Pursuing her interest in young playwrights, she produced off-Broadway productions of Glass House (1981), Casey Kurtii's Catholic School Girls (1982 Drama Desk Award), Sweet Prince (1982), Marvelous Gray (1982), and John Olive's Clara's Play (1983).
Bonard also presented the RSC productions of King Lear and Comedy of Errors to open the Vivian Beaumont Theater at Lincoln Center in May, 1964, and her London productions of A Thurber Carnival (1962) and Sail Away (1963) played the Savoy Theatre in London's West End.
Her dramatic adaptations of Thurber material include Life on a Limb, and Men, Women, and Less Alarming Creatures, produced with The Last Flower on Boston WGBH-TV public television in 1965. In A Round with Ring she adapted Ring Lardner works which she directed in New York for the ANTA matinee series. She also directed the national touring production of Lunatics and Lovers, and she wrote original scripts entitled Abandoned Child and Bird on the Wing, and co-wrote Dahling – A Tallulah Bankhead Musical with composer-lyricist Jack Lawrence.
Stoddard also served as understudy to Bea Lillie, Greer Garson, Betty Field, Rosalind Russell, Uta Hagen, Mercedes McCambridge, and Jessica Tandy. As Rosalind Russell's stand-by, she never played the part of Auntie Mame on Broadway in 1956. Russell, when feeling infirm, would request that Stoddard sit in the wings where she could see her: "So long as I can see you", she said, "I will never let you get on that stage." Russell never relinquished, and once played with a 105 fever. Stoddard got her chance when Russell's replacement, Greer Garson, was indisposed after her first performance in the demanding part.
She replaced Elaine Stritch as the matinee Martha for in the original 1962 Broadway production of Who's Afraid of Virginia Woolf, playing the part each Wednesday and Saturday afternoon, and standing by in her dressing room each evening until the curtain rose for the second act with Uta Hagen safely in command on stage.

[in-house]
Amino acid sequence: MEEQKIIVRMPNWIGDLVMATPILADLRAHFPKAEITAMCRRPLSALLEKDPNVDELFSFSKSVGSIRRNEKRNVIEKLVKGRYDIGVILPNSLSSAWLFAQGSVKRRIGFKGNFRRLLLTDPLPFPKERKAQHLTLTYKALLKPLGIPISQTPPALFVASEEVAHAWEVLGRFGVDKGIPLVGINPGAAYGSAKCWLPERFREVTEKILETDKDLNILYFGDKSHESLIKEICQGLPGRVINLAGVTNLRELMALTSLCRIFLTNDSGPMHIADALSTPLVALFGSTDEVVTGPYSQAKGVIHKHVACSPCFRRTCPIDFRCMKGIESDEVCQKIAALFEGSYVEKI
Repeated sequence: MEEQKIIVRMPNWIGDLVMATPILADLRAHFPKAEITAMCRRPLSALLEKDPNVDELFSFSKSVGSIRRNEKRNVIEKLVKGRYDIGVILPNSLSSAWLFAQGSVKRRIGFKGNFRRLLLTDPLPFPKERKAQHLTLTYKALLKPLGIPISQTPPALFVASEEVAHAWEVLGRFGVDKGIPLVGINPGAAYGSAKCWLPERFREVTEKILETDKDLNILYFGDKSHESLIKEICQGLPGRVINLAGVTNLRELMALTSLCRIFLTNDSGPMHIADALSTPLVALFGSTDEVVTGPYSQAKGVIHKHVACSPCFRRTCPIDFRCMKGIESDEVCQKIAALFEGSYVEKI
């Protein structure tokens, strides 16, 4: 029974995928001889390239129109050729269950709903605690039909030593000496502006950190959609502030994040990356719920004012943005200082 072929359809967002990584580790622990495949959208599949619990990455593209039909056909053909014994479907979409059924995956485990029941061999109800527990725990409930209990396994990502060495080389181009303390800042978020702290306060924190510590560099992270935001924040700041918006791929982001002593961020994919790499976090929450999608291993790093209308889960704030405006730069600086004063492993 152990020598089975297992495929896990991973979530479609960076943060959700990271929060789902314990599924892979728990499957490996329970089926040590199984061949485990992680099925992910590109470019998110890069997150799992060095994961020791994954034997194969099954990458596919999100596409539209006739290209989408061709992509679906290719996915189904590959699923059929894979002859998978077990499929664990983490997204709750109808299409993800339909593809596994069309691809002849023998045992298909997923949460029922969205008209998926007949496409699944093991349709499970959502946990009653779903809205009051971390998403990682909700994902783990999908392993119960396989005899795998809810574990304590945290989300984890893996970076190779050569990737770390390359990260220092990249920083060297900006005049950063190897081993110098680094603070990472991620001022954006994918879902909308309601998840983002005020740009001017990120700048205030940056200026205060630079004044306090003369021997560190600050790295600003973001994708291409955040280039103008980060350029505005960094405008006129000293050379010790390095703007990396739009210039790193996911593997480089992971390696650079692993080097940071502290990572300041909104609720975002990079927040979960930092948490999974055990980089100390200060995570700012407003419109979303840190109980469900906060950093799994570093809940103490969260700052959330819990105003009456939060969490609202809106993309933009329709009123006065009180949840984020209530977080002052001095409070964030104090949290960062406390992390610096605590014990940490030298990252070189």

When Hagen left the Broadway production to open the show in London, Stoddard performed the role of Martha an unprecedented eight times a week until Mercedes McCambridge was ready to replace Hagen for the evening performances. She played with separate casts, opposite different actors. "After that stint, there was nothing more I could do on stage as an actress, so I turned to my greater fondness for writing, adapting, and producing." Meanwhile, she continued to stand by for Jessica Tandy in Edward Albee plays produced on Broadway by Duane Wilder and Clinton Barr.
Following the death of Helen Bonfils in 1972, she incorporated with The Elitch Theatre Company, which produced 25 summer seasons in America's Oldest Summer Theatre in Denver, Colorado between 1962 and 1987. She simultaneously associated with Lucille Lortel to produce summer seasons at the White Barn Theatre in Westport, Connecticut, was on the Board of Directors of New Dramatists in New York City, and a Founding Member of the Westport (CT) Theatre Artists Workshop.
Stoddard died at her home in Weston, Connecticut from cardiopulmonary arrest at age 97.